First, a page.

Short seller takes aim at Corporate Travel Management

Written on the 29 October 2018 by Business News Australia

Short seller takes aim at Corporate Travel Management

Just two months ago travel agency Corporate Travel Management ('CTM', ASX: CTD) was flying high after announcing record EBITDA for FY18, but now its success has been called into question by hedge fund VGI Partners.

The Brisbane-based travel agency has entered a trading halt while it takes time to review a searing 176-page presentation the Sydney and New York-based hedge fund gave to wholesale investors explaining its short position on more than $54 million worth of shares in CTM.

VGI points to 20 red flags including allegations CTM has overstated its global footprint with "phantom" and "ghost" offices in several locations, while the fund has questioned its unusually high EBIT margins and believes declining cash flows are at odds with claims of strong organic growth.

"Some of the red flags, viewed in isolation, may be of no concern and others may be individually explainable. However, we believe in aggregate they paint a troubling picture," the hedge fund said in a letter to wholesale investors.

VGI highlights Corporate Travel Management's current market capitalisation of $3 billion compared to a a $70 million valuation at IPO in 2010, which puts shareholder returns in the past five years above the likes of global success stories like Amazon, Facebook, Apple and Alphabet.

The hedge fund questions why CTM's EBIT margin of 32 per cent is double that of its peers when business and government customers are usually sophisticated buyers of travel agency services with competitive tenders.

"We believe Corporate Travel's reported margins are surprising and we question whether the Company is twice as profitable as its peers," VGI says. 

The hedge fund also believes the market missed the significance of CTM's failure to disclose its revised revenue recognition policy.

"Corporate Travel reported revenue growth of 14% in FY18 and management used this result to demonstrate that Corporate Travel does not need acquisitions to grow revenue," the hedge fund says.

"However, Corporate Travel made an important change to bring forward the recognition of certain categories of commission and we believe the change may have provided a one-off boost to the FY18 results. The Company failed to disclose the impact of the change."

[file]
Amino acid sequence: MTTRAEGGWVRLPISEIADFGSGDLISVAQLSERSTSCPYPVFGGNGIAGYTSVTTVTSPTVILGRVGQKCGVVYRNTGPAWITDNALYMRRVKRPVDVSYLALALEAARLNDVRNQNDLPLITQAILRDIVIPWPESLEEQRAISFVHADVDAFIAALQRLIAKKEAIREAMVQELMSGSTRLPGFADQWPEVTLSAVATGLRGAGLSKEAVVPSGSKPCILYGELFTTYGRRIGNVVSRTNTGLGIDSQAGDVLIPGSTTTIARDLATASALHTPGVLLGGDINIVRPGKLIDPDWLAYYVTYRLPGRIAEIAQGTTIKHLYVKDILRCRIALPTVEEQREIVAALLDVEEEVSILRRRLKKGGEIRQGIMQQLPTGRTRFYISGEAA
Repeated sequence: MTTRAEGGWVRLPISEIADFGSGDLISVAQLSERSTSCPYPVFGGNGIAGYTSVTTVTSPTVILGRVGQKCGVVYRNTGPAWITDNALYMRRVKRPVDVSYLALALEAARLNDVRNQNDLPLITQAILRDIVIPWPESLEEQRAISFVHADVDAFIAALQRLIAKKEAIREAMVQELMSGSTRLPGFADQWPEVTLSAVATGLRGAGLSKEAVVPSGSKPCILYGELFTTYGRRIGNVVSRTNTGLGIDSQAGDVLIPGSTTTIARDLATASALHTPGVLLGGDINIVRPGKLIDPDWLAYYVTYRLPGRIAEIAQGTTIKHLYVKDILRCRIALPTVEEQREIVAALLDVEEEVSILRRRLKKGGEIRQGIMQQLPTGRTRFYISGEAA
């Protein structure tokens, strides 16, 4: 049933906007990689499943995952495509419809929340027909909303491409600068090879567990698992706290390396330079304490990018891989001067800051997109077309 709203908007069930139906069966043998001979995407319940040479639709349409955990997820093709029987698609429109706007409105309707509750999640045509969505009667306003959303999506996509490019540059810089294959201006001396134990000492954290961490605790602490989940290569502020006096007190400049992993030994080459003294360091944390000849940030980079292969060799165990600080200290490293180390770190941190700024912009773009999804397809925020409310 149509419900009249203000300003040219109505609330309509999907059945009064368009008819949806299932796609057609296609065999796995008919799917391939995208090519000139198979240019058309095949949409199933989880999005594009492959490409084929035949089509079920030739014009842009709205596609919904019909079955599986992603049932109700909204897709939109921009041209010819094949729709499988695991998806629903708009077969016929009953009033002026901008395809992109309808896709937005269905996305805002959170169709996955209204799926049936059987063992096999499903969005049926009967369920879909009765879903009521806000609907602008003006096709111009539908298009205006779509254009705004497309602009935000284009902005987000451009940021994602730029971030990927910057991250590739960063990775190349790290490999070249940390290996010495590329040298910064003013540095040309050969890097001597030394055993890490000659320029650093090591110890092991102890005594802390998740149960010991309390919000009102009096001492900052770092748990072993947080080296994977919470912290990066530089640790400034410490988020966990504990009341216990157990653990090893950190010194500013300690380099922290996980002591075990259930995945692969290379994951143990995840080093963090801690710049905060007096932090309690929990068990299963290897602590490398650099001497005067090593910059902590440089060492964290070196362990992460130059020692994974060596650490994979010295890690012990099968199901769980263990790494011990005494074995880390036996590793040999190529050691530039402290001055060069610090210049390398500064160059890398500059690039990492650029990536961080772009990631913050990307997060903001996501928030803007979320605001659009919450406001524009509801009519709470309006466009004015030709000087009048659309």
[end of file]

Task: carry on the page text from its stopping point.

VGI has also observed anomalies in CTM's cash payments to suppliers and employees, which recently reached their lowest levels since the second half of 2014 when revenue was half what it is today.

"Declining cash payments of this magnitude are, in our view, unusual for a growing business with a large salaried workforce," VGI Partners says..

"We note that the Company's wages bill for the half year ($96 million per the income statement) exceeded the total reported cash payments to suppliers and employees of just $62 million which we see as a further anomaly."

VGI staff also visited each of the 12 European office locations listed on CTM's website, and could "find no trace of Corporate Travel at five locations".

"One other office had Corporate Travel signage but the office was not attended on any of the occasions that we visited. Visits to the Company's United States locations identified two locations that were vacant or unattended during business hours," VGI says.

Another red flag for VGI was the fact CTM directors and senior executives have recently been selling their shares in the business.

"Among the notable disposals in FY18 Chris Thelen, who is charged with driving performance in North America, sold 99.9% of shares that he held at the start of the financial year," VGI says.

"Steve Fleming, the Company's longserving CFO, finished the year with just 25,131 shares (less than he's held at any year-end since IPO) having sold 92,447 shares during the year.

"Jamie Pherous, Managing Director and founder, sold 1.165 million shares during the year."

VGI also believes CTM's growth through acquisitions has clouded underlying performance.

"We believe Corporate Travel's disclosures do not allow investors to properly determine the underlying performance of the business.

"The Company has completed 20 acquisitions over the past decade at an aggregate cost of $527 million, and we believe that these repeated acquisitions provide significant flexibility in the way the Company presents its performance and earnings."

VGI's $640 million ASX-listed fund VGI Partners Global Investments (ASX: VGI) confirmed its position today with a portfolio weight of approximately 2.6 per cent, or 609,906 shares in Corporate Travel Management. In total VGI has a short position on more than two million shares in the company. 

CTM was made aware of VGI's position at 3pm yesterday, and has prepared a short statement while a trading halt is in place until the earlier of the commencement of normal trading on 31 October

"The report also notes VGI is positioned to realise gains in the event that Corporate Travel's share price falls. In this regard, VGI states it has a vested interest in Corporate Travel's share price declining over time," a CTM spokesperson said.

"CTM takes the claims seriously and we look forward to providing a detailed response as quickly as possible."

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Business News Australia

 
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